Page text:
My 3rd failure also ended the adventure to a non-Latin language. On my mind at that time, if there will be an opportunity for a new language, it would be French, only French and no more. To be honest, I always did, do and will love French. Just because French is a Latin language which is in the same system as my native language and English, it had to take the backseat in my priority list during last 10 years.

Not long ago, by accident, I watched this footage on (

Right after that, I knew what I had to do. I went right away to and registered an account to try it out. Unfortunately, at that time, French was not available on the website and I was put into the waiting list. It was not a big deal anyway. I was not in a hurry either, so I just forgot it until the day I received an email from duolingo telling me that the French (beta version) was ready, around 1 or 2 months ago. Amigo! I knew it was the time for a try!

If you want to know which languages are supported now, here is the good lead-in article
To study a new language this time, my special strategy is NO STRATEGY. If you’ve ever listened to Effortless English podcast, you’ll catch the meaning right away here. I used to set too many goals with earlier attempts, this time, I just let go. The only target I’m following is perseverance – make sure I’m going to do it as long as possible - no rush, and no push. Every day I try to study from 30 to 60 minutes after finishing all higher priority tasks of the day and before going to bed. I loosen myself completely, if I can’t study a day, I will still be able to do it next days. There is no reason to feel bad. With French, I’m trying to drive on the completely different path I did with English. The good point is that Duolingo is matching well with my need too, no heavy grammar sessions, no intense exercises, just learn new words, read them out loud and guess their meanings in simple sentences.  So far, I think Duolingo is the best system I’ve used: free, simple, flexible, stable and comfortable.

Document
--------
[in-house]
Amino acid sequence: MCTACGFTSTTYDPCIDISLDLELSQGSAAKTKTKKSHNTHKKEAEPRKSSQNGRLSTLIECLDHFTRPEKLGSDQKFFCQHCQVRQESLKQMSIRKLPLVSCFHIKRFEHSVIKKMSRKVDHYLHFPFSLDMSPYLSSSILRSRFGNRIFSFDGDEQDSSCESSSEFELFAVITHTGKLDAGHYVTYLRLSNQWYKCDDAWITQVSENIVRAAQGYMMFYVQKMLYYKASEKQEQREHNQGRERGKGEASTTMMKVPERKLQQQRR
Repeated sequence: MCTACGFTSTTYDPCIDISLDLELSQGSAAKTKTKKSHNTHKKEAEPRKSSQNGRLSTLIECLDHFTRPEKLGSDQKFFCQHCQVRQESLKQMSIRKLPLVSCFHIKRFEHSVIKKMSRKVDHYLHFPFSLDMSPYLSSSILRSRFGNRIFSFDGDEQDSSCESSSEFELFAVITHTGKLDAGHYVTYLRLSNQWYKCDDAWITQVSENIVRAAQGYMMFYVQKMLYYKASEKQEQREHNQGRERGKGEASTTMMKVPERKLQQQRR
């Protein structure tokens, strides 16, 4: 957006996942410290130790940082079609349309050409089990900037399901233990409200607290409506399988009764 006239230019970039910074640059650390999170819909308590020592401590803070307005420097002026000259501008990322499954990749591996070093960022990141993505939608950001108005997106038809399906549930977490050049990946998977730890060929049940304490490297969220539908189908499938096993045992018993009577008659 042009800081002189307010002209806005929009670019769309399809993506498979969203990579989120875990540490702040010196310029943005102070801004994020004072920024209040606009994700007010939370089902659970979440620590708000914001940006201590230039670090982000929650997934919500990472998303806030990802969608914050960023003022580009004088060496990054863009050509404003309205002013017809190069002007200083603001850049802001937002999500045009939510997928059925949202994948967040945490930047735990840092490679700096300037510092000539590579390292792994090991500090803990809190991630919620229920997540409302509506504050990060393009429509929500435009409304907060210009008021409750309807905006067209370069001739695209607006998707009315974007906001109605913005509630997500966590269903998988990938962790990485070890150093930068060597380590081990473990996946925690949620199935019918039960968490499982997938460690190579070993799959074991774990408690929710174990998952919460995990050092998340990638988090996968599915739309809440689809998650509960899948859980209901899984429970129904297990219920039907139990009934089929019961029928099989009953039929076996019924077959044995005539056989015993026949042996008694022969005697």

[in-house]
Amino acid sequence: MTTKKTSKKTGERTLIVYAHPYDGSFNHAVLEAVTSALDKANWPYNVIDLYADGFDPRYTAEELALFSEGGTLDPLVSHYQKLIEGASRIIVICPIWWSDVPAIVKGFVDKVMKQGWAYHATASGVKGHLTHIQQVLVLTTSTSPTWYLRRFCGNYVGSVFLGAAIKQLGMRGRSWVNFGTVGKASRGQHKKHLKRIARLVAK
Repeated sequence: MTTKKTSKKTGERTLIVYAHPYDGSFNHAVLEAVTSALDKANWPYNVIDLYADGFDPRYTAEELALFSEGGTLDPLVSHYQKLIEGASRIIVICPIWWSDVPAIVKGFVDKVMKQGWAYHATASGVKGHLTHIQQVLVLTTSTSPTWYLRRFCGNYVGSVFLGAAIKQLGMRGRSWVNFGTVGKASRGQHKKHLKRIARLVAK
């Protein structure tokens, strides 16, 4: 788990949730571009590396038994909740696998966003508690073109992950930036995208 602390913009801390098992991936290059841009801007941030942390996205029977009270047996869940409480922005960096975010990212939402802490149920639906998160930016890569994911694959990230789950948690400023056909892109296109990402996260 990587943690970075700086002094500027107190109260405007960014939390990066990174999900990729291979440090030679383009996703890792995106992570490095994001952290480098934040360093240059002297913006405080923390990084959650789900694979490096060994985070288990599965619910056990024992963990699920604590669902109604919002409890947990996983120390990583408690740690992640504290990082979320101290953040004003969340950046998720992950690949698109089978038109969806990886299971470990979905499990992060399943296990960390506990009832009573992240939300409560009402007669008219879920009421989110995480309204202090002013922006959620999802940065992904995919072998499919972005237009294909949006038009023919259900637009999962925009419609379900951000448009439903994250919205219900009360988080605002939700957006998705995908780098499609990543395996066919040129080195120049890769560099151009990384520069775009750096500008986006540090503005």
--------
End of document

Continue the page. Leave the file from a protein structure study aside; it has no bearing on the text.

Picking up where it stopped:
The only trouble to study a new language at this point of time is obtaining new vocabulary and word gender. I feel like aging is on me actually. I cannot capture new words and remember them as well as I used to. Anyway, there is a saying, where there’s a will, there’s a way. I cannot find tools in French ‘cause my French is 0-ish now. Well, let’s give some food for thought and replay my studying experience with English to see if it’s helpful here.

Back to a couple weeks ago, I shared my experience to study new English words with some vocabulary helpers, so I thought it was also the time to take advantage of them for another language too. I schooled myself a bit and surprisingly, I could also successfully put Super Memo in use for French. Yay! what a great finding!

Do you want to bet if I can pass 6 months with French, LOL? Who knows, time will answer. Just can show you  my humble result after awhile playing with Duolingo here

If you’d like to study a new language but you don’t know where to start or don’t want to invest a lot for a try, come to Duolingo! I hope you are able to catch vaguely the picture after skimming on my limited experience here. Let pick a language and have fun!